Muni Morsels: tax late penalty reduced, Cove sewage at capacity and revisiting Woodfibre

Briefs from the May 11 regular council meeting

The following are briefs from the May 11 Bowen Island Municipality regular council meeting: 

Taxes: While property taxes are still due July 2, islanders who will have difficulty paying will get a bit of a break. Council voted unanimously to reduce the property tax late penalty from 5 per cent to 2 per cent for those who pay after July 2 but before (or on) Aug. 31. The province announced back in April that it was giving  commercial properties, classes 4, 5, 6, 7 and 8, until Oct. 1 to pay their taxes without a late fee, so this bylaw will only affect resident class and farm class taxes. Last month BIM set the property tax increase at 4.7 per cent, a reduction from the previously proposed 7.6 per cent increase in light of the economic implications of COVID-19. 

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The Islands Trust too adjusted its budget  due to COVID-19––Bowen’s requistion dropped eight per cent (it had been set to drop five per cent). 

Morse clarified that islanders still need to file homeowner grant applications and  deferral forms on time. 

Chief Financial Officer Raj Hayre said that he was aligning this move with other Metro Vancouver municipalities’ measures. 

Council also passed adjustments to the user rates for all seven municipal water systems. 

 

Woodfibre: Woodfibre LNG is requesting a one-time extension of its provincial environmental assessment certificate (to expire Oct. 26) for its planned liquid natural gas export facility. The provincial Environmental Assessment Office invited Bonny Brokenshire, BIM’s manager of environment and former member of the Woodfibre working group, to review the application. BIM is asking for an extension on commenting on the application as it received the invitation late. (Brokenshire said it wasn’t until she caught that the technical working group was reconvening and inquired after it that she was invited to join officially on May 2. The province received the extension application March 24. A presentation from a My Sea to Sky representative earlier in the evening said that several other municipalities had been omitted from the invitation to comment.)

While council voted to ask for the extension it also asked for Brokenshire to come back at the May 25 regular meeting with more detail so that she could incorporate council feedback into her review.

Brokenshire said she only comments in her areas of expertise––more the biophysical aspects––and in terms of making sure that what proponents are asking is rational and reasonable.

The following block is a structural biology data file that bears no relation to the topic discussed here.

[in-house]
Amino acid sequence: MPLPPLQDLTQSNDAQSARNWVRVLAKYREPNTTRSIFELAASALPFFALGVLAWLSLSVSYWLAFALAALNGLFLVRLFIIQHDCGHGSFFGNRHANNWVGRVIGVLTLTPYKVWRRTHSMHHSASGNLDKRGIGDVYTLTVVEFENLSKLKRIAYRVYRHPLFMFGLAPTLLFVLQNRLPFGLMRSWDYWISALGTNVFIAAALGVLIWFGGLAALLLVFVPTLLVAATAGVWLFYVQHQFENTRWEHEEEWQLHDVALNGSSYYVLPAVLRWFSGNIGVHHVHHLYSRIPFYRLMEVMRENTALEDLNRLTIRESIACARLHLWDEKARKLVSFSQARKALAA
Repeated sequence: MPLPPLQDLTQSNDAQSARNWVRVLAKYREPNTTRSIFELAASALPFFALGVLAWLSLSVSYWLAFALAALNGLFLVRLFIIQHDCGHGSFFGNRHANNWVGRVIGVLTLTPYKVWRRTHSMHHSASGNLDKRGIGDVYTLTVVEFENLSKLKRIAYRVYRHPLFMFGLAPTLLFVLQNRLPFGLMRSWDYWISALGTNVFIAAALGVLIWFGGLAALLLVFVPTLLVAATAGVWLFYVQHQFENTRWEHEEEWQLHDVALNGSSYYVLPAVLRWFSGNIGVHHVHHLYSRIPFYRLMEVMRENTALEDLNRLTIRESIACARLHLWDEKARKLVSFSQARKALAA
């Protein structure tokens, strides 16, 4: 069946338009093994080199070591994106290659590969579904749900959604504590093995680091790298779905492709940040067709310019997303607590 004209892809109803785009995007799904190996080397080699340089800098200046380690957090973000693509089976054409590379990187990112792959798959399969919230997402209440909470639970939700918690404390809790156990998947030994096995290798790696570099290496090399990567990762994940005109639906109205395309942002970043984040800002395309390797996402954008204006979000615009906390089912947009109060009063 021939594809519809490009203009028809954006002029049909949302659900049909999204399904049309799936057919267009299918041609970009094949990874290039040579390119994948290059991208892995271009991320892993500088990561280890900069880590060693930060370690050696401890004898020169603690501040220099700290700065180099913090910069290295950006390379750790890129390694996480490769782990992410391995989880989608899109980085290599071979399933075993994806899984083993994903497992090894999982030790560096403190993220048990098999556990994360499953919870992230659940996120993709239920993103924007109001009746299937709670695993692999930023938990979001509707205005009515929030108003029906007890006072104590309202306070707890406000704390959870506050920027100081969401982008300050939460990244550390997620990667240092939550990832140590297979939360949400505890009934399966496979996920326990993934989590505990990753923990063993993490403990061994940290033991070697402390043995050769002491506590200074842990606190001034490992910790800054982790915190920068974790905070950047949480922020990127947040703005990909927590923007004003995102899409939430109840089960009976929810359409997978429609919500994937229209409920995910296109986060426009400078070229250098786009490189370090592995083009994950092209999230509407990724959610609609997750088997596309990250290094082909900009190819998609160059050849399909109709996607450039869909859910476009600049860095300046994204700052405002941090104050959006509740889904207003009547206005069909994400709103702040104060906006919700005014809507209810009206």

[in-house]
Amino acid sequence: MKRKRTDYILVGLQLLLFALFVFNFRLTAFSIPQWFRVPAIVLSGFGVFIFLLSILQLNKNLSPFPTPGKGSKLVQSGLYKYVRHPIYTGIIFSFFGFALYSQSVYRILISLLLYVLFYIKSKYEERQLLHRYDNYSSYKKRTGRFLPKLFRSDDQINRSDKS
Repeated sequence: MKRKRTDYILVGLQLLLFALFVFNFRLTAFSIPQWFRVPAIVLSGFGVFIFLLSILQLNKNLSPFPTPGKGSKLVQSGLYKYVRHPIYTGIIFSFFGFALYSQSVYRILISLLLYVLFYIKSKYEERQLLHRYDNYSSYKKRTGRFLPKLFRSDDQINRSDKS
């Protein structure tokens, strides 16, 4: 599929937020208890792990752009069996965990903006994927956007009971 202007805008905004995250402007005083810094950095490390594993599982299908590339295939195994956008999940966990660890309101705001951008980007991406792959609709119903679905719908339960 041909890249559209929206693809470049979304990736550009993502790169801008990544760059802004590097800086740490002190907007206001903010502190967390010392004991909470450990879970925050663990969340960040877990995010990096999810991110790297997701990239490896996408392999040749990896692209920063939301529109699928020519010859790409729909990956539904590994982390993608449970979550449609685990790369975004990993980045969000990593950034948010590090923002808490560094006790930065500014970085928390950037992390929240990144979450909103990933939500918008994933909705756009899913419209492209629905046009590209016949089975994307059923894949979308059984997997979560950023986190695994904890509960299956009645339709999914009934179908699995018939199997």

Brokenshire’s report said that in 2015, after the province approved Woodfibre LNG, council expressed concern through resolution “that this project lacks adequate safeguards and represents a step toward the re-industrialization of Howe Sound.”

 

It’s a 2020 thing: It seems even Bowen’s sewer system has had enough of this poop. 

Council is delaying plans for a comprehensive review of the properties designated village residential on Miller Rd. as the new director of engineering has found the Snug Cove Sewer System cannot accept additional density.

“We know that we’re at or near capacity,” said interim chief administrative officer Dennis Back. 

Back said that Urban Systems is studying the system and is expected to come back in July with an analysis of whether or not there’s a problem and remedying  options. Back said that the consultants are looking at short-term and long-term solutions. 

“We’re in a bit of a holding pattern until they do their further work and we get their report,” he said.

 

Temporarily not allowed: Temporary Use Permits are (probably temporarily) on hold while the municipality looks to amend the island’s Official Community Plan to allow TUPs once again. Temporary use permits allow uses not normally allowed an area’s zoning. While BIM has long issued TUPs, recently residents pointed out when Island Discovery Learning Community applied for a TUP to set up in Deep Bay, that BIM doesn’t have a designated area for TUPs as required under the Local Government Act. While previous TUPs stand, BIM isn’t issuing new ones until this is sorted out. Mayor and council unanimously agreed that it plans to designate the entire island as an area in which TUPs may be issued but sent the matter out for comment from Islands Trust and the Advisory Planning Commission before a bylaw is drafted. 

A staff report from the manager of planning and development, Daniel Martin, said that designating the entire island is, to his belief, keeping in line with the intent of the 2011 OCP.

 

Transiting: While council had been set to consider granting up to $15,000 for Bowen Island Transportation Society’s operation of an alternative bus service on Bowen, TransLink’s decision to return Bowen’s public bus service lightened the financial load. The society ran its on-island bus for only a week with an estimated expenditure of just over $2,600. TransLink ended Bowen’s bus service on May 2 as a cost-saving measure but returned it May 11 after discussions with the province. Read Mayor Gary Ander's letter of thanks to the society

 

 

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